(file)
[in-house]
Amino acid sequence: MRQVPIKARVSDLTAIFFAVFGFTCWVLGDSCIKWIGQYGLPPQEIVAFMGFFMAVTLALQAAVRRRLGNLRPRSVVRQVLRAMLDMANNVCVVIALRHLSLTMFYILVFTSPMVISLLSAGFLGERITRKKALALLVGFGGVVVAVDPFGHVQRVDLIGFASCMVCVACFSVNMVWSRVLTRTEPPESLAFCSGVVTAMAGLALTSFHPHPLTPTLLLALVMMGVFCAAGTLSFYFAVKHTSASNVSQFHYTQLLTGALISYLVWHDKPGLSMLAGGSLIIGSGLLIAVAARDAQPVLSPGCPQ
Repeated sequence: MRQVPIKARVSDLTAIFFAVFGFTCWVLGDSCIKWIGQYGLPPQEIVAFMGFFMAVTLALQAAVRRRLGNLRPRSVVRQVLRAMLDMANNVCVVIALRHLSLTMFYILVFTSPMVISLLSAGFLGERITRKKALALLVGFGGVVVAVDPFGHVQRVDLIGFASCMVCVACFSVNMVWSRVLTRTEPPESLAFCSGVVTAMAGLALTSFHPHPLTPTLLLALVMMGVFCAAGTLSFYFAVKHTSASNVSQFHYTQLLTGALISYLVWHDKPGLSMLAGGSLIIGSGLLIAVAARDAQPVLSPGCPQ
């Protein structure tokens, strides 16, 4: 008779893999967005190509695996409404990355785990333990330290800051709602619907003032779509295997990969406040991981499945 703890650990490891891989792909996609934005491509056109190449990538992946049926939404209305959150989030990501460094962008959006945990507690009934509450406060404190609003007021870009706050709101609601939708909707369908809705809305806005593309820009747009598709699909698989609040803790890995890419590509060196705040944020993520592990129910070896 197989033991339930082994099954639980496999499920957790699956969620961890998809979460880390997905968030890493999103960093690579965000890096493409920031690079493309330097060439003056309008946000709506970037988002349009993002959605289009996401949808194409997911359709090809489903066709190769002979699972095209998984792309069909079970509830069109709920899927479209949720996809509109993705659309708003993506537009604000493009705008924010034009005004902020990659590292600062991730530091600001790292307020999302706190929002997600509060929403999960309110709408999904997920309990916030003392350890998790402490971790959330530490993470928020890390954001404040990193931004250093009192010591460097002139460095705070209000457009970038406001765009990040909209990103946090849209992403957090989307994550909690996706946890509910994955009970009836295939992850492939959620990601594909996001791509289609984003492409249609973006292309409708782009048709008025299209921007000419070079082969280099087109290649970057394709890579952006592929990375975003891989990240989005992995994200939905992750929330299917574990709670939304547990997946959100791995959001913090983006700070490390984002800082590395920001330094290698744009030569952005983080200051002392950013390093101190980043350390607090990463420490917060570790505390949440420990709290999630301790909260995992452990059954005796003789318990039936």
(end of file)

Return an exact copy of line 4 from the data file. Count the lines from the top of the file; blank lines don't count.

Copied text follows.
């Protein structure tokens, strides 16, 4: 008779893999967005190509695996409404990355785990333990330290800051709602619907003032779509295997990969406040991981499945 703890650990490891891989792909996609934005491509056109190449990538992946049926939404209305959150989030990501460094962008959006945990507690009934509450406060404190609003007021870009706050709101609601939708909707369908809705809305806005593309820009747009598709699909698989609040803790890995890419590509060196705040944020993520592990129910070896 197989033991339930082994099954639980496999499920957790699956969620961890998809979460880390997905968030890493999103960093690579965000890096493409920031690079493309330097060439003056309008946000709506970037988002349009993002959605289009996401949808194409997911359709090809489903066709190769002979699972095209998984792309069909079970509830069109709920899927479209949720996809509109993705659309708003993506537009604000493009705008924010034009005004902020990659590292600062991730530091600001790292307020999302706190929002997600509060929403999960309110709408999904997920309990916030003392350890998790402490971790959330530490993470928020890390954001404040990193931004250093009192010591460097002139460095705070209000457009970038406001765009990040909209990103946090849209992403957090989307994550909690996706946890509910994955009970009836295939992850492939959620990601594909996001791509289609984003492409249609973006292309409708782009048709008025299209921007000419070079082969280099087109290649970057394709890579952006592929990375975003891989990240989005992995994200939905992750929330299917574990709670939304547990997946959100791995959001913090983006700070490390984002800082590395920001330094290698744009030569952005983080200051002392950013390093101190980043350390607090990463420490917060570790505390949440420990709290999630301790909260995992452990059954005796003789318990039936």